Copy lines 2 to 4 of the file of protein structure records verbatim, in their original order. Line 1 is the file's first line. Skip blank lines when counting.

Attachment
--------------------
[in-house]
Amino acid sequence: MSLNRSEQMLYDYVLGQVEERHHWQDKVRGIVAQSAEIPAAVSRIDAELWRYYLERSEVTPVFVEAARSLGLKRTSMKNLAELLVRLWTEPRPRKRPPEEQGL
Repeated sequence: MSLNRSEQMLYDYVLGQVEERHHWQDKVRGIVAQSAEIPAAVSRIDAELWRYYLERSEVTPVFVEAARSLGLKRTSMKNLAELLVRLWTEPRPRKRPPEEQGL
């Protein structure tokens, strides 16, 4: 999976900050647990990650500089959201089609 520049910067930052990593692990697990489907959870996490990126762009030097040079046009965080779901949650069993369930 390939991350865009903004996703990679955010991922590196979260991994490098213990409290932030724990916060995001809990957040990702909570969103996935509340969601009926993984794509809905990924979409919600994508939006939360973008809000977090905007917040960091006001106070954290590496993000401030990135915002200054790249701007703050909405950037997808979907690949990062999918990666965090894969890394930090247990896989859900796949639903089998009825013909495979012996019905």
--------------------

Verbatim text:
Amino acid sequence: MSLNRSEQMLYDYVLGQVEERHHWQDKVRGIVAQSAEIPAAVSRIDAELWRYYLERSEVTPVFVEAARSLGLKRTSMKNLAELLVRLWTEPRPRKRPPEEQGL
Repeated sequence: MSLNRSEQMLYDYVLGQVEERHHWQDKVRGIVAQSAEIPAAVSRIDAELWRYYLERSEVTPVFVEAARSLGLKRTSMKNLAELLVRLWTEPRPRKRPPEEQGL
């Protein structure tokens, strides 16, 4: 999976900050647990990650500089959201089609 520049910067930052990593692990697990489907959870996490990126762009030097040079046009965080779901949650069993369930 390939991350865009903004996703990679955010991922590196979260991994490098213990409290932030724990916060995001809990957040990702909570969103996935509340969601009926993984794509809905990924979409919600994508939006939360973008809000977090905007917040960091006001106070954290590496993000401030990135915002200054790249701007703050909405950037997808979907690949990062999918990666965090894969890394930090247990896989859900796949639903089998009825013909495979012996019905």